Apple pushes back against Epic claims to defend app payment system


Epic Games Inc. v. Apple Inc. got into the weeds Tuesday, as the gaming company’s main economic witness clashed with an attorney for the iPhone maker.

David Evans, chairman of Global Economics Group, picked up where he left off Monday. For a second day on the stand, he asserted Apple
has maintained a monopoly for more than a decade over the iOS in-app payment solutions for digital content, which has harmed consumers by raising prices for developers, who pass on some portion of their fees to consumers.

“Apple has substantial market power” in smartphone operating systems, Evans said Monday. Apple and Google’s Android, he concluded, are a duopoly that have controlled 100% of the smartphone OS since 2013. Globally, excluding China, the split is 60%-40% Android; in the U.S., it’s about even, he said.

Read more: Epic takes aim at Apple’s financial advantage in App Store model

When pressed by Apple attorney Daniel Swanson, Evans said he “guess we’ve been retained” in the Google Play antitrust litigation. Swanson pointed out Evans previously had not testified in antitrust litigation during a grinding cross-examination that got into the weeds of defining in-store app payments.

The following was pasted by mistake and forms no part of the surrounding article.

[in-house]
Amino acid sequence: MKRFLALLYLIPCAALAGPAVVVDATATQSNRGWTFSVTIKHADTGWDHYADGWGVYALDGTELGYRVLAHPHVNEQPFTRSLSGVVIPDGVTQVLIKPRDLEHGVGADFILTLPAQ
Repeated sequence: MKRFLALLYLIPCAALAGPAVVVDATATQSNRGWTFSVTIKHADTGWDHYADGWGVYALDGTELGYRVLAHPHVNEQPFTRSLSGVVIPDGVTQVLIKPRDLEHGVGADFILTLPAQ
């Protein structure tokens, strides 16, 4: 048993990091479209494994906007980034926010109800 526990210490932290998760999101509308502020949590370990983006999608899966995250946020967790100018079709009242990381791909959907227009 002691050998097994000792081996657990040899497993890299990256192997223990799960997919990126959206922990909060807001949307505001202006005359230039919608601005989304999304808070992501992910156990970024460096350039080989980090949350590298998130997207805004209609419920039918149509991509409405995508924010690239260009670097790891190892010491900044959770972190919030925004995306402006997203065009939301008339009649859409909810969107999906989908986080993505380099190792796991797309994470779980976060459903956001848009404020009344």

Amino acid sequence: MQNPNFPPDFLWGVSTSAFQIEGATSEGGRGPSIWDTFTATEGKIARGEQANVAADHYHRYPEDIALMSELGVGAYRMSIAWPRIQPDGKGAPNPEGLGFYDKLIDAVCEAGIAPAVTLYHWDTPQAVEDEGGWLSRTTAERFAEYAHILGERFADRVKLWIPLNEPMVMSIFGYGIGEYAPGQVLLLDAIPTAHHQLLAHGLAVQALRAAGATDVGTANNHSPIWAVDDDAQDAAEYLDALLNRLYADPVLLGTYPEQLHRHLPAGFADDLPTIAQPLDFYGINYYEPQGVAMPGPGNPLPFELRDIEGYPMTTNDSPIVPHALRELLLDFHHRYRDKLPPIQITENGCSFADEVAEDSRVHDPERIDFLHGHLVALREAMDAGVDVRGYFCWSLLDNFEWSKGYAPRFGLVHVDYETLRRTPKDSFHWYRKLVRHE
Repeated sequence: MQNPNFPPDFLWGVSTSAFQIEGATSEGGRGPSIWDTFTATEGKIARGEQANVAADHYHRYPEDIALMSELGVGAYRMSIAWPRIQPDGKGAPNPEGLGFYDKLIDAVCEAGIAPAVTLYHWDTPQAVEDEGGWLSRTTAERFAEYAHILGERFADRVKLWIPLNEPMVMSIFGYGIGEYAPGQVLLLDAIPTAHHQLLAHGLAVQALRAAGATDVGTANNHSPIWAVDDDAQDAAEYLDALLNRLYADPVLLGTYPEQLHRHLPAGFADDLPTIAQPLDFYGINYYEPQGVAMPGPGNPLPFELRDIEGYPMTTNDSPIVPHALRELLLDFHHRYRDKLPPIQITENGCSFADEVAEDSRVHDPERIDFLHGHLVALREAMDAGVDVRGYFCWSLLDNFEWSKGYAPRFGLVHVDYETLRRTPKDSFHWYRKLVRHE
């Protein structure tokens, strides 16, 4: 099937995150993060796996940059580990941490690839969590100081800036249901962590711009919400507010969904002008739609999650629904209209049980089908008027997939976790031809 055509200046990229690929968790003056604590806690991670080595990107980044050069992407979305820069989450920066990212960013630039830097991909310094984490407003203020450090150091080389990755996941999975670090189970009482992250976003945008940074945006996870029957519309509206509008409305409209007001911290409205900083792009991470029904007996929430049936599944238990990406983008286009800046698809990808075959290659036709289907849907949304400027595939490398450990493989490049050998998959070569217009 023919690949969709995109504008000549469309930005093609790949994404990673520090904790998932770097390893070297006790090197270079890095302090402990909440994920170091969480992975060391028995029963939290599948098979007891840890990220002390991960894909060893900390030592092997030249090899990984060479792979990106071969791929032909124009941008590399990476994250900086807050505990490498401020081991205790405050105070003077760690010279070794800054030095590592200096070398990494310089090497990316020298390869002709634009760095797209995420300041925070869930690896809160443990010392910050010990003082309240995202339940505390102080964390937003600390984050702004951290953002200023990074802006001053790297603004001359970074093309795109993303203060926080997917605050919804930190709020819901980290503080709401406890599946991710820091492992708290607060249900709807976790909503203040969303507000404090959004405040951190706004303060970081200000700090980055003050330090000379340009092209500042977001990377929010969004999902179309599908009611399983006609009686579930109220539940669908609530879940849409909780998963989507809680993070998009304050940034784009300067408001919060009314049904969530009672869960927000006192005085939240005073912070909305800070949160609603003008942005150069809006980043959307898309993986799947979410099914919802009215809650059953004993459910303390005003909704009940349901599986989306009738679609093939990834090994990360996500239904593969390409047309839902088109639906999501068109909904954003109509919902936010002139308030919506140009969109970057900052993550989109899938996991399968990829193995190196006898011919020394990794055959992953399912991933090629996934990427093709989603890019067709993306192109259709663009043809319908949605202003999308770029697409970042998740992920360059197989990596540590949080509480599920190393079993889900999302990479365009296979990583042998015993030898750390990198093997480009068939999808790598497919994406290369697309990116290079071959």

Apple’s game transactions are not substitutes for digital game transactions on the Sony PlayStation store nor Valve Corp.’s Steam, according to Evans. “They are not significant substitutes in the way we use the term,” he said.

Swanson countered, however, that 11 apps use their own payment processing: Grubhub Inc.
Wish, StubHub , Uber Technologies Inc.
DoorDash Inc.
Lyft Inc.
Instacart , Postmates , Amazon Shopping
Walmart Inc.
and eBay Inc.

“When I go to the App Store, it’s because there’s an app I want to get,” Evan replied. “I don’t go to the App Store and troll around for apps that have in-app purchases.”

Evans, whom Epic is leaning heavily on to prove its case, has detailed Apple’s monopoly in smartphone operating systems as the relevant market in question in the federal trial in Oakland, Calif.

Smartphones and consoles are different types of markets, he stressed, with iOS and Android examples of a “general purpose operating system” used for multiple apps while games consoles are a special operating systems dedicated to gaming. It is Epic’s contention that Apple has abused its dominance on the App Store to charge developers 30% commission fees; Apple counters that 30% is the industry average on similar app stores run by the likes of Google

Samsung Electronics Co. Ltd.
Sony Group Corp.
and others.

On Tuesday, Apple poked a hole in Epic’s assertion during the trial that fraud is rampant on the App Store because of a slipshod review process. Apple said its review team stopped more than $1.5 billion in potentially fraudulent transactions last year by keeping nearly a million risky and vulnerable apps out of the store.

Apple’s case could start as early as Friday. Apple Chief Executive Tim Cook is scheduled to be the last witness.

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